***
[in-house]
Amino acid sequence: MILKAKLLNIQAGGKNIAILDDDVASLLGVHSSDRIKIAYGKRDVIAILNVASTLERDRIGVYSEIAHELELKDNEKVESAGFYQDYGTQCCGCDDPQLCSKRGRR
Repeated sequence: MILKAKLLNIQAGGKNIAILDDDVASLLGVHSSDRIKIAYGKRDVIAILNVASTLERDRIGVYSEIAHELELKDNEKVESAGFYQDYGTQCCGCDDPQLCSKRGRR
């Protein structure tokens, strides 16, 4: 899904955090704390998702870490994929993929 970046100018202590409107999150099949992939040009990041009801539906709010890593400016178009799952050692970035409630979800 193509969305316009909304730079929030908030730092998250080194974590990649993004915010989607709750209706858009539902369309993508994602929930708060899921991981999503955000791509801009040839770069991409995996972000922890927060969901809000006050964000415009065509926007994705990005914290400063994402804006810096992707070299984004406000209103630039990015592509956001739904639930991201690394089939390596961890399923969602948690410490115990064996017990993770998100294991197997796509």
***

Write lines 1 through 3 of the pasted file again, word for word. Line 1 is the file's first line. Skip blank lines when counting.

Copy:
[in-house]
Amino acid sequence: MILKAKLLNIQAGGKNIAILDDDVASLLGVHSSDRIKIAYGKRDVIAILNVASTLERDRIGVYSEIAHELELKDNEKVESAGFYQDYGTQCCGCDDPQLCSKRGRR
Repeated sequence: MILKAKLLNIQAGGKNIAILDDDVASLLGVHSSDRIKIAYGKRDVIAILNVASTLERDRIGVYSEIAHELELKDNEKVESAGFYQDYGTQCCGCDDPQLCSKRGRR